Care home nurses still need support to recover from COVID trauma, research shows

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Those on the front line of the COVID pandemic need mental health support to help them recover from—or manage—the stress and trauma they faced, according to University of East Anglia research.

A new report published today investigates the impact of the on nurses working in . It shows how care home nurses were unprepared for the situation they found themselves in, and that this impacted their and well-being.

"Care-home Nurses' responses to the COVID-19 pandemic: Managing ethical conundrums at personal cost: A qualitative study" is published in the Journal of Nursing Scholarship on December 6, 2022.

The research team says that these frontline workers need a mental and well-being strategy to help promote recovery from the symptoms of and moral distress that they faced during the pandemic.

Lead researcher Diane Bunn, from UEA's School of Health Sciences, said, "Our work shows that care home nurses were completely unprepared for the extraordinary situation they found themselves in during the COVID-19 pandemic, and that this has impacted their mental health and well-being. They had to manage a highly infectious new disease, associated with high mortality, in residents already living with complex clinical conditions. They did this alongside staff shortages, constantly changing and conflicting guidelines and with minimal external professional support."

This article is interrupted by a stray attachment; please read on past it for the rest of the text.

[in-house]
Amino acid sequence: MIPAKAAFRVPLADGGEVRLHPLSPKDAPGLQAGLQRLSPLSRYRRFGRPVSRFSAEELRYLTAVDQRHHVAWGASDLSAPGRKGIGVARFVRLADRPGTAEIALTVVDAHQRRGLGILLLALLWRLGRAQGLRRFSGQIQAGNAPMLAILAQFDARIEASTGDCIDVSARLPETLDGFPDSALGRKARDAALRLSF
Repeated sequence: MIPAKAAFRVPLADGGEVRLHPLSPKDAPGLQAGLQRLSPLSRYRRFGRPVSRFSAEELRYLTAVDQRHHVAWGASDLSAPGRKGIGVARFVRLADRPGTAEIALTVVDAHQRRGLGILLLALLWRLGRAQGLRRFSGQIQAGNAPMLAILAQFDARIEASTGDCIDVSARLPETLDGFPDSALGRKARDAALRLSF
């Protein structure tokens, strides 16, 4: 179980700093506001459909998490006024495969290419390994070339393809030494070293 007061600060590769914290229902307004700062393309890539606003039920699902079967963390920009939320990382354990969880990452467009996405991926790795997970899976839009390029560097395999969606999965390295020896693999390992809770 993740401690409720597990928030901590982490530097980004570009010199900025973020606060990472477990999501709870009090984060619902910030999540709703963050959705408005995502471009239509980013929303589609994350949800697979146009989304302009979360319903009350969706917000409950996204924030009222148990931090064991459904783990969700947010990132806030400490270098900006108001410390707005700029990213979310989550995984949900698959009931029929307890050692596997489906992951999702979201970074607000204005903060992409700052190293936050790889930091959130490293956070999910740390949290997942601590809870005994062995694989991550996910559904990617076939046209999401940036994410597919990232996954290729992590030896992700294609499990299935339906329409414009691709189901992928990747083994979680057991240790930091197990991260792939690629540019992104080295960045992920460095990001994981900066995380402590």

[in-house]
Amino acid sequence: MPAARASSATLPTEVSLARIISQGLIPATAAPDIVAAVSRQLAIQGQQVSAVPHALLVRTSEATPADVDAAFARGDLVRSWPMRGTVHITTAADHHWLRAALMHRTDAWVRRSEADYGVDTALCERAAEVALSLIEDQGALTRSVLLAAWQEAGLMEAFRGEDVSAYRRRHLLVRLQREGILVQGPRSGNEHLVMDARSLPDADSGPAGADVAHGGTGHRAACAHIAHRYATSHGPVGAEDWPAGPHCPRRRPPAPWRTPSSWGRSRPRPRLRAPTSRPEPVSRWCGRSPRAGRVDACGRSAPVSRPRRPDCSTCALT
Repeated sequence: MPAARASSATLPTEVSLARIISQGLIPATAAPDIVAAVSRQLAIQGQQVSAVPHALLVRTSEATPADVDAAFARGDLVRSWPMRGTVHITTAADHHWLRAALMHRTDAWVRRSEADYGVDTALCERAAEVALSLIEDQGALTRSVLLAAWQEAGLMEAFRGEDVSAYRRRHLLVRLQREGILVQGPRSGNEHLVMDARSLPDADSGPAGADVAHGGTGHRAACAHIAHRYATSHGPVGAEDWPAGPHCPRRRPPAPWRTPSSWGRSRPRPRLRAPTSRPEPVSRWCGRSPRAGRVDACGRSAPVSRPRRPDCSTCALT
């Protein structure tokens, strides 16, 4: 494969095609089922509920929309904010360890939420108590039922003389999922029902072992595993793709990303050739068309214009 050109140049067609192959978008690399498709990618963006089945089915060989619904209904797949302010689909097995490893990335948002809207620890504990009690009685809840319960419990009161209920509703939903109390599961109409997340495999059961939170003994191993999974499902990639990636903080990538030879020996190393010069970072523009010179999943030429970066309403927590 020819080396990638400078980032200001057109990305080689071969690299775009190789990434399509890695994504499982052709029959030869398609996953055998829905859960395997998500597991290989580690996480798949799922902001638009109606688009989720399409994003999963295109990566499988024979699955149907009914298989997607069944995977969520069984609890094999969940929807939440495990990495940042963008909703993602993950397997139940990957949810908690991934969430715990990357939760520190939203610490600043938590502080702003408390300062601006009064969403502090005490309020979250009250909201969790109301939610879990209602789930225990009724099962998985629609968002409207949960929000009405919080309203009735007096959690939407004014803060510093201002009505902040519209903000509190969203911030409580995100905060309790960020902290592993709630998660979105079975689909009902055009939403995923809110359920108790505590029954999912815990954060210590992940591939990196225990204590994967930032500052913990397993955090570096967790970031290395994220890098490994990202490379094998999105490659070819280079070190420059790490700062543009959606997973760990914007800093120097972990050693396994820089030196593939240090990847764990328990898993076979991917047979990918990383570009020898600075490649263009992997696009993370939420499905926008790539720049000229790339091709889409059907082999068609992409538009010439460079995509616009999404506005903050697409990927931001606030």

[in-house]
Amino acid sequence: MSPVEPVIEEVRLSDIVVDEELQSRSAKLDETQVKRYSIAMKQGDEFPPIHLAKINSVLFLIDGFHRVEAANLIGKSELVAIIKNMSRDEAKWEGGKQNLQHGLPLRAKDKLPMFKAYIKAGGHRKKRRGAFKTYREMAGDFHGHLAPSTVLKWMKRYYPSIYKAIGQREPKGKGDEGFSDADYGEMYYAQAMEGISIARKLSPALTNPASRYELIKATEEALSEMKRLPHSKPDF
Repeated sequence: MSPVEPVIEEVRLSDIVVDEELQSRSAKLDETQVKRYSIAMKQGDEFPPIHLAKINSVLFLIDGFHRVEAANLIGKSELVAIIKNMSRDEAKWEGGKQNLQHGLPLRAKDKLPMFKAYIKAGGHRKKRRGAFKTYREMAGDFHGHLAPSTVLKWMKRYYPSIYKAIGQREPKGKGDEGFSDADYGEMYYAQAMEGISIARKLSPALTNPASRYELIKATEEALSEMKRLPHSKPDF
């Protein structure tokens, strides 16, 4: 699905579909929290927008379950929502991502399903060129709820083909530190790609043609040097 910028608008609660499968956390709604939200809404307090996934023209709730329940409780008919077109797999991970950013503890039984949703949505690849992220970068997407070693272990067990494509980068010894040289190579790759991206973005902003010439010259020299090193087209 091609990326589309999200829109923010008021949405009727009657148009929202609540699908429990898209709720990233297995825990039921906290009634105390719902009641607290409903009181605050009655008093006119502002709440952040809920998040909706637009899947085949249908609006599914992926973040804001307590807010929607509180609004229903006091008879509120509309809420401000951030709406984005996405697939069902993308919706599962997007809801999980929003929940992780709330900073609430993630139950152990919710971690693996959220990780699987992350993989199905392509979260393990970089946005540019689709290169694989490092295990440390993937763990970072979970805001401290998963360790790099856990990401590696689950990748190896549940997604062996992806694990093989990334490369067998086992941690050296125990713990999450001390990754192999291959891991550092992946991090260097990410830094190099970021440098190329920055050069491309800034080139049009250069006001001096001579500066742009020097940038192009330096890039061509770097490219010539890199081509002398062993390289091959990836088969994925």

"Health and social care staff are still very much in a recovery phase. They need time to recover from all that happened during the pandemic and many of them will need counseling and mental health support for some time. Supporting care home nurses to recover from the pandemic is essential to maintain a healthy, stable workforce," Bunn continued.

The research team carried out in-depth interviews with care home nurses about their experiences of the pandemic, across homes for in England and Scotland. They particularly focused on the nurses' resilience and mental well-being.

"All of the nurses we spoke to described being attentive to the needs of others, but less attentive to their own needs, which came at personal cost," said Bunn. "There are many lessons to be learnt to support their recovery and ensure appropriate policies are in place in preparedness for the next pandemic."

The study highlights a range of strategies to help nurses accept and recover from their experiences, and suggestions for how to better-prepare for future pandemics. These include:

  • Bespoke mental health and well-being strategy for care home nurses in the current pandemic recovery period and ensuring that this is ongoing and adaptable for future pandemics and disasters.
  • Wider professional and government recognition of the specialist skills required of care home nurses.
  • Revisiting guidance to better prepare for any future pandemics and disasters on care homes
  • Involvement of care home nurses in the development of disaster-response policies in care homes.
  • Consistency of guidelines, and research-informed methods for effective communication of guidelines.

"Support for care home will likely benefit other care-home workers either directly through wider roll-out, or indirectly through improved well-being of leaders," added Bunn.

More information: 'Care-home Nurses' responses to the COVID-19 pandemic: Managing ethical conundrums at personal cost: A qualitative study', Journal of Nursing Scholarship (2022). DOI: 10.1111/jnu.12855

Citation: Care home nurses still need support to recover from COVID trauma, research shows (2022, December 5) retrieved 1 February 2023 from
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